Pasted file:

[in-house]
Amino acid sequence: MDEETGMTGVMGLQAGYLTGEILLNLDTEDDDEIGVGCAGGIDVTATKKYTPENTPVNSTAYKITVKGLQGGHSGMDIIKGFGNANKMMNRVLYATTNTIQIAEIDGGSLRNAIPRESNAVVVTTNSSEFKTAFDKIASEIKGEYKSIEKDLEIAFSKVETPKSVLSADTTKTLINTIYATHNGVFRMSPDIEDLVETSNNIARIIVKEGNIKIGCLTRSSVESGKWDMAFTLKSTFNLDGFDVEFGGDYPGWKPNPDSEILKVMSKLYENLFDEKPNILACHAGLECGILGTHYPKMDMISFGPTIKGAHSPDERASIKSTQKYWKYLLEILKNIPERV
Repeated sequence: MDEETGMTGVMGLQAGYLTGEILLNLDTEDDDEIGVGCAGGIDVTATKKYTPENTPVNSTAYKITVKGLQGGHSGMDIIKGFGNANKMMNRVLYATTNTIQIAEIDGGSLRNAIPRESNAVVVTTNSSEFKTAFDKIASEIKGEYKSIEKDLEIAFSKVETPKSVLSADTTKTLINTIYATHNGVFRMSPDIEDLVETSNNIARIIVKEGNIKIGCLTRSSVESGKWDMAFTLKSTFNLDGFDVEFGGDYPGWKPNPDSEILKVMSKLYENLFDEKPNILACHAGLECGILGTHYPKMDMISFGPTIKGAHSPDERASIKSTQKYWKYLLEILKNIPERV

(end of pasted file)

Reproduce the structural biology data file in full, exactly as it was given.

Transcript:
[in-house]
Amino acid sequence: MDEETGMTGVMGLQAGYLTGEILLNLDTEDDDEIGVGCAGGIDVTATKKYTPENTPVNSTAYKITVKGLQGGHSGMDIIKGFGNANKMMNRVLYATTNTIQIAEIDGGSLRNAIPRESNAVVVTTNSSEFKTAFDKIASEIKGEYKSIEKDLEIAFSKVETPKSVLSADTTKTLINTIYATHNGVFRMSPDIEDLVETSNNIARIIVKEGNIKIGCLTRSSVESGKWDMAFTLKSTFNLDGFDVEFGGDYPGWKPNPDSEILKVMSKLYENLFDEKPNILACHAGLECGILGTHYPKMDMISFGPTIKGAHSPDERASIKSTQKYWKYLLEILKNIPERV
Repeated sequence: MDEETGMTGVMGLQAGYLTGEILLNLDTEDDDEIGVGCAGGIDVTATKKYTPENTPVNSTAYKITVKGLQGGHSGMDIIKGFGNANKMMNRVLYATTNTIQIAEIDGGSLRNAIPRESNAVVVTTNSSEFKTAFDKIASEIKGEYKSIEKDLEIAFSKVETPKSVLSADTTKTLINTIYATHNGVFRMSPDIEDLVETSNNIARIIVKEGNIKIGCLTRSSVESGKWDMAFTLKSTFNLDGFDVEFGGDYPGWKPNPDSEILKVMSKLYENLFDEKPNILACHAGLECGILGTHYPKMDMISFGPTIKGAHSPDERASIKSTQKYWKYLLEILKNIPERV